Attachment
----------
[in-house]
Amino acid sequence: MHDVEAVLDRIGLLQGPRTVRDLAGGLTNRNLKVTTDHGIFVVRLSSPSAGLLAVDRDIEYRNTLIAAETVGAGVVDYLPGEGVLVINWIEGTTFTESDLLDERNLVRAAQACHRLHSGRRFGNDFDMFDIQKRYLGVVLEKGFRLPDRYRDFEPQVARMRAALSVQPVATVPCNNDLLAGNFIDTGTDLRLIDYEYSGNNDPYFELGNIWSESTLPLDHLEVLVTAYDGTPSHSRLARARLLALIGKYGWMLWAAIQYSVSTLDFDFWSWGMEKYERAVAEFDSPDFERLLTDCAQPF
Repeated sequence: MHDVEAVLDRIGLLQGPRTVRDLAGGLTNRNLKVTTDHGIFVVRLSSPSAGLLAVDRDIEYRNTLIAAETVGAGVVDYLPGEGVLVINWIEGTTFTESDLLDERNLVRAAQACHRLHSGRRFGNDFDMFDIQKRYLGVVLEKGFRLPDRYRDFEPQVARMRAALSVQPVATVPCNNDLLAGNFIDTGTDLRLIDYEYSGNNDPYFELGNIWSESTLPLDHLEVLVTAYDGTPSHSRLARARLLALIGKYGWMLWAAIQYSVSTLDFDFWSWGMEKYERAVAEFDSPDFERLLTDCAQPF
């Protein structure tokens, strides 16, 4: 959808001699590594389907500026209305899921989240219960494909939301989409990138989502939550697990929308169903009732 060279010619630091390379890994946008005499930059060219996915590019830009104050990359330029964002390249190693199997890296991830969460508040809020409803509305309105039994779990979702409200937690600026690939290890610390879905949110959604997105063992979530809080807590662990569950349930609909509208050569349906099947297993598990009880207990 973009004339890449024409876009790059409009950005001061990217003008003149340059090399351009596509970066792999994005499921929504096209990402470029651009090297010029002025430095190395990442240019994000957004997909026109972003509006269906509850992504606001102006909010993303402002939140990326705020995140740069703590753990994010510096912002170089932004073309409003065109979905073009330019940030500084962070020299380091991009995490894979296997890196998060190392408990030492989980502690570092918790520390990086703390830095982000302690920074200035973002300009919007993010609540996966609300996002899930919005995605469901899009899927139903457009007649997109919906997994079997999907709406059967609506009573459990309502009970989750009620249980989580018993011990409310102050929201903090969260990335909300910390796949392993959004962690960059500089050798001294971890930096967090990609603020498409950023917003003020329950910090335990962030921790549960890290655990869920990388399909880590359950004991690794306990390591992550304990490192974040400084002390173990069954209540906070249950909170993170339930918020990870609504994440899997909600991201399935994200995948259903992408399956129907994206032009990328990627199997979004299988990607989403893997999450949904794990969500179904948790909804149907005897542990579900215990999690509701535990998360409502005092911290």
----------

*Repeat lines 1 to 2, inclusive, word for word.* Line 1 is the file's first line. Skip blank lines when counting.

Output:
[in-house]
Amino acid sequence: MHDVEAVLDRIGLLQGPRTVRDLAGGLTNRNLKVTTDHGIFVVRLSSPSAGLLAVDRDIEYRNTLIAAETVGAGVVDYLPGEGVLVINWIEGTTFTESDLLDERNLVRAAQACHRLHSGRRFGNDFDMFDIQKRYLGVVLEKGFRLPDRYRDFEPQVARMRAALSVQPVATVPCNNDLLAGNFIDTGTDLRLIDYEYSGNNDPYFELGNIWSESTLPLDHLEVLVTAYDGTPSHSRLARARLLALIGKYGWMLWAAIQYSVSTLDFDFWSWGMEKYERAVAEFDSPDFERLLTDCAQPF